Population: The whole of Maluku Islands have a population of about 2 million people. It is the least populous province in Indonesia. Ambonese-Malay is spoken in most parts of Maluku, with differing dialects and deep roots in Portuguese.

Getting there: Ambon and Ternate are the region’s air hub. Sultan Babullah airport in Ternate and Ambon’s Pattimura airport are served by Lion Air, Batavia Air, Garuda Indonesia Airlines and Sriwijaya Air daily.

Things to do: Banda islands is popular for its breathtaking views on snorkeling and diving excursions, as is the case for most Maluku islands. Great beaches come in abundance in Maluku islands, and it is a mountainous region, therefore hiking is a great activity to enjoy. Eat and drink well with an array of sea food in the islands, and try the famous rujak in Ambon.

Local transportation: On the islands, transportation is provided by bus, minibuses (bemo), taxi or chartered cars. Bicycles and rickshaws are available for the smaller islands. For island hopping, ferries and boats are your best bets.

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Spice Islands — Time for a Celebration!

Man and Mountain 2 - Copy

It is three years since Spice Islands was first published and it is time for a small celebration — with some bubbles!
In July 2011 I received the advance copies of Spice Islands.
Imagine the excitement of holding the results of so many years of effort in my hands — 200 pages of text with 50 color images — and thanks to Rosenberg Publishing for delivering such high production values.
The reviews were good and how could I forget Brian Geech from the Townsville Bulletin describing Spice Islands as a ‘triumph of passion and scholarship’.
The hardback first edition sold out last year and a second printing in paperback is now available.Spice Islands has also made the transition to e-books and is now available in Kindle and other formats.
It has been a great experience, it lead to the Spice Islands Sailing Adventures and has allowed me to meet so many interesting people.


For more information please go to

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Spice Islands Sailing Adventure — October 2014

The Ombak Putih departs from Ambon on October 8 for 12 days of exploring spice plantations, VOC forts, Sultan’s Palaces, volcanic islands, remote villages, tropical reefs and just relaxing in the pristine waters of the Moluccas in Eastern Indonesia.
Eight of the cabins are already booked, which leaves four cabins and room for eight more voyagers ready to explore the Spice Islands with the tour guides from Sea Trek Sailing Adventures, and historian and author Ian Burnet.

The Ombak Putih is a classical ketch rigged Bugis Pinisi updated with air conditioned cabins and ensuite bathrooms. To enjoy the three minute video from the Spice Islands Sailing Adventure 2013, produced for Sea Trek Sailing Adventures and Ian Burnet Books please follow this link

To see voyage details and booking please go to Sea Trek Sailing Adventures

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The Garden of Good and Evil — Indonesia’s Fabled Spice Islands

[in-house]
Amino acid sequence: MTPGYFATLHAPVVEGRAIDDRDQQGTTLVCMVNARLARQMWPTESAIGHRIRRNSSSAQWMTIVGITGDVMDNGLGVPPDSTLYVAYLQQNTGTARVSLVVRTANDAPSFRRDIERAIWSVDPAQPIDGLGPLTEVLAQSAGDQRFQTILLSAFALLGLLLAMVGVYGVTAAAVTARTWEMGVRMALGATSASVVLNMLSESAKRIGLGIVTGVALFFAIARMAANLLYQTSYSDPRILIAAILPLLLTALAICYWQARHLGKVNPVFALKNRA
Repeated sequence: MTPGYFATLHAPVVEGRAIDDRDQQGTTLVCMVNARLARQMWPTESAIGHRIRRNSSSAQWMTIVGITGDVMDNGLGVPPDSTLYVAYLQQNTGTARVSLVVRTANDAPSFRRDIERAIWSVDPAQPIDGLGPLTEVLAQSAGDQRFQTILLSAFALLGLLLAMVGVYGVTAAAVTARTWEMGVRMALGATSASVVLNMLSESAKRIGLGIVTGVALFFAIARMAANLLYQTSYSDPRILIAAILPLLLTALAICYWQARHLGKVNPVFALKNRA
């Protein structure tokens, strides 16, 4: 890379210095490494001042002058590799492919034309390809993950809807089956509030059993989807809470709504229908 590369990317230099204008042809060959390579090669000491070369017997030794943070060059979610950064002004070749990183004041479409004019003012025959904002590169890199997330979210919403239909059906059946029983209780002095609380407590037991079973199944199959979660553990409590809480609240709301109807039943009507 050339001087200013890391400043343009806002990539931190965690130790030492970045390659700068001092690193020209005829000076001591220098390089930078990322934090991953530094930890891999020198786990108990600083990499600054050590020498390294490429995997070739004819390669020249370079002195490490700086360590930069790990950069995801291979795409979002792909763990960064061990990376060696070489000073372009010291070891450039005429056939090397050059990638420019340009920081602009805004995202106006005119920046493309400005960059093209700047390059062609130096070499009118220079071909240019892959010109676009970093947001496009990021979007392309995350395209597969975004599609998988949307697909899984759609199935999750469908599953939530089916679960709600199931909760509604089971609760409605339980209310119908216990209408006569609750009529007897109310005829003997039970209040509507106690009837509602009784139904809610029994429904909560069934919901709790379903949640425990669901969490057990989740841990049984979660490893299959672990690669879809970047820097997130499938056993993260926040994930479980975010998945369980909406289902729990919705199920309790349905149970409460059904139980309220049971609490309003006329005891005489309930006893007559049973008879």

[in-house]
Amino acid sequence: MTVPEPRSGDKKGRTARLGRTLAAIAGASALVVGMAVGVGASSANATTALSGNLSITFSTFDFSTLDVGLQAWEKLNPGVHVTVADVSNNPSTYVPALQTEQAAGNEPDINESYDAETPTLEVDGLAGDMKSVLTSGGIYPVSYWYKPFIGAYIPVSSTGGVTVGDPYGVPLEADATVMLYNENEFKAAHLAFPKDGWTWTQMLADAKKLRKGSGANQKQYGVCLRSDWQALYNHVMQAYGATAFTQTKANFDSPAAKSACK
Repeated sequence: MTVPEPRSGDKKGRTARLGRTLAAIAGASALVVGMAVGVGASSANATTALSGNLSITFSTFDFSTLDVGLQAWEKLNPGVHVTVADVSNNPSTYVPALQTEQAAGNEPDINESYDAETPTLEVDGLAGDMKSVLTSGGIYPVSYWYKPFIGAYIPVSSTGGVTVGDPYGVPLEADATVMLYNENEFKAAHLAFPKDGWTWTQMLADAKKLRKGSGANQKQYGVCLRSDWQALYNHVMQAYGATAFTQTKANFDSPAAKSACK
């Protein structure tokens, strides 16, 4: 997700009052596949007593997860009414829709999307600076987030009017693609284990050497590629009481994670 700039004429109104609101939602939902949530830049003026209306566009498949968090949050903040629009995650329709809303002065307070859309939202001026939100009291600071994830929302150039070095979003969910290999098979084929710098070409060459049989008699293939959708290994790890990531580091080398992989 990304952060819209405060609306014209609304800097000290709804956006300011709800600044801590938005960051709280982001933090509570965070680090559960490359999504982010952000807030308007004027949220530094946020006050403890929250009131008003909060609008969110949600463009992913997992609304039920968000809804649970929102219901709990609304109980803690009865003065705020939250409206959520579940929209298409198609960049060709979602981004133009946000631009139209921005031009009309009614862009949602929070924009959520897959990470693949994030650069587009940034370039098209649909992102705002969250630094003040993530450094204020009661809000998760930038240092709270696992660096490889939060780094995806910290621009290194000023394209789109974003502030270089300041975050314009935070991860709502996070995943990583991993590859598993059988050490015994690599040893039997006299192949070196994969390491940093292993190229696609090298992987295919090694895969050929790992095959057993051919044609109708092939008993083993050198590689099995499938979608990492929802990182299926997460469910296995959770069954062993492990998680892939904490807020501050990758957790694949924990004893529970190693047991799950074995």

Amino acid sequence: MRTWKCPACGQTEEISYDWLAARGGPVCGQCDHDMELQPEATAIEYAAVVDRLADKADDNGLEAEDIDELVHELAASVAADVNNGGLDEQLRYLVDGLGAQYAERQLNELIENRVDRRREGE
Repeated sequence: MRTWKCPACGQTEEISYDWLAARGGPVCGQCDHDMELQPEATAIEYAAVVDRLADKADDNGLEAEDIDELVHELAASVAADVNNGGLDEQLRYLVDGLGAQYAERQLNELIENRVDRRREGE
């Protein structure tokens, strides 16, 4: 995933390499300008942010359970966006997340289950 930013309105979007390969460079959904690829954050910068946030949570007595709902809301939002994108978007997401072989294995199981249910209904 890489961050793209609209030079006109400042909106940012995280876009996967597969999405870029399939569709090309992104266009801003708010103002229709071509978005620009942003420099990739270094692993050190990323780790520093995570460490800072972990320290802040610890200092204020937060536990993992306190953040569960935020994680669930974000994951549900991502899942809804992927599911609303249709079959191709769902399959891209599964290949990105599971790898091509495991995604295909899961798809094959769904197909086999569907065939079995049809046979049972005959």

A guest blog from Jennifer Hayes, tour leader, photographer and writer with Sea Trek Sailing Adventures

SeaTrek, the Ombak Putih and Ian Burnet will be sailing to the Spice Islands from 8-19 October 2014, for more details go to

The Banda Islands

The Banda Islands


Imagine if you will, a tropical Paradise: a miniscule string of emerald green islands immersed in an aquamine equatorial waters, far from the cares of outside world. The shorelines of these lush island gems playfully alternate between dense jungle, volcanic lavaflow, dramatic cliffs, and white dreamy beaches. The warm equatorial sun, and rich volcanic nutrients have all magically combined to create pristine and colorful sub-aqua wonderland In fact, the water is so clear that one can see the brilliant coral reefs and teeming fish life from the surface of the sparkling turquoise sea.

This land is rich and verdant, the dark soil of the islands enriched by neighboring Gunung Api, whose conical volcanic peak soars out of the sea like a towering beacon keeping watch over the resident farmers and fishermen of the island chain. An enticing scent stirs on the equatorial breeze, radiating from the thick jade forest that covers the island slopes. Here, under the shady canopy of the towering Kanari forest thrives an abundance of trees whose leaves shake and gyrate with the clumsy movements of resident wild pigeons who emit a loud booming cry as they snack on the plentiful yellow fruits that adorn its branches.

Swollen and juicy, a globular peach- like fruit swells with ripeness until bursting open down the middle to reveal a black, glossy nut enclosed in a brilliant crimson lace. The branch buckles under the weight of this ripened orb until the twig snaps and the newly freed fruit lands softly on the lush and verdant forest floor below. This fruit might seem like an insignificant product of nature, but it’s discovery and journey past its native islands is pregnant with consequence both for the people of these islands and those outside world. If this image of the Banda Islands seem like a tropical Eden, then this is a portrait of the garden before the fall, only instead of an apple, it was the nutmeg tree that tempted mankind with it’s irresistible fruit.